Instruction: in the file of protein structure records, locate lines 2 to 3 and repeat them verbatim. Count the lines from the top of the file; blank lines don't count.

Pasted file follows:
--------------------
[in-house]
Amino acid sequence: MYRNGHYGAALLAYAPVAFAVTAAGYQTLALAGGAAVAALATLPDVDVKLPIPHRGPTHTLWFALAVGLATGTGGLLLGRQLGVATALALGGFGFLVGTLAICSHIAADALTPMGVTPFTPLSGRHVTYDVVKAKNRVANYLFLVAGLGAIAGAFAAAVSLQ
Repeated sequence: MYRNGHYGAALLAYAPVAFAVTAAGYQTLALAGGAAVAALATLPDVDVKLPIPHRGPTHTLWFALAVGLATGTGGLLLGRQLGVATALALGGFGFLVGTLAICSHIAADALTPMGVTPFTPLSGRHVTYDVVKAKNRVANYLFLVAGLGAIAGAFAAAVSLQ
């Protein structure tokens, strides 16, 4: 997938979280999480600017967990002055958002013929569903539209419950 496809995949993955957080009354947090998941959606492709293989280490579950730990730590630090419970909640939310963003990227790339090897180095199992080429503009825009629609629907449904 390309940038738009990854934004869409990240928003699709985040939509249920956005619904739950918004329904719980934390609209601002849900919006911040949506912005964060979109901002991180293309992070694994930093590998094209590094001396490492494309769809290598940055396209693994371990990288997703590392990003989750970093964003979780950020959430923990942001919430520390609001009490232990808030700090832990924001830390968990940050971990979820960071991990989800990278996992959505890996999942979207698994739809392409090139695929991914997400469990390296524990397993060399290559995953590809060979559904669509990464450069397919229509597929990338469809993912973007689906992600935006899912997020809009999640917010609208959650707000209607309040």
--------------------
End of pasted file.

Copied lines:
Amino acid sequence: MYRNGHYGAALLAYAPVAFAVTAAGYQTLALAGGAAVAALATLPDVDVKLPIPHRGPTHTLWFALAVGLATGTGGLLLGRQLGVATALALGGFGFLVGTLAICSHIAADALTPMGVTPFTPLSGRHVTYDVVKAKNRVANYLFLVAGLGAIAGAFAAAVSLQ
Repeated sequence: MYRNGHYGAALLAYAPVAFAVTAAGYQTLALAGGAAVAALATLPDVDVKLPIPHRGPTHTLWFALAVGLATGTGGLLLGRQLGVATALALGGFGFLVGTLAICSHIAADALTPMGVTPFTPLSGRHVTYDVVKAKNRVANYLFLVAGLGAIAGAFAAAVSLQ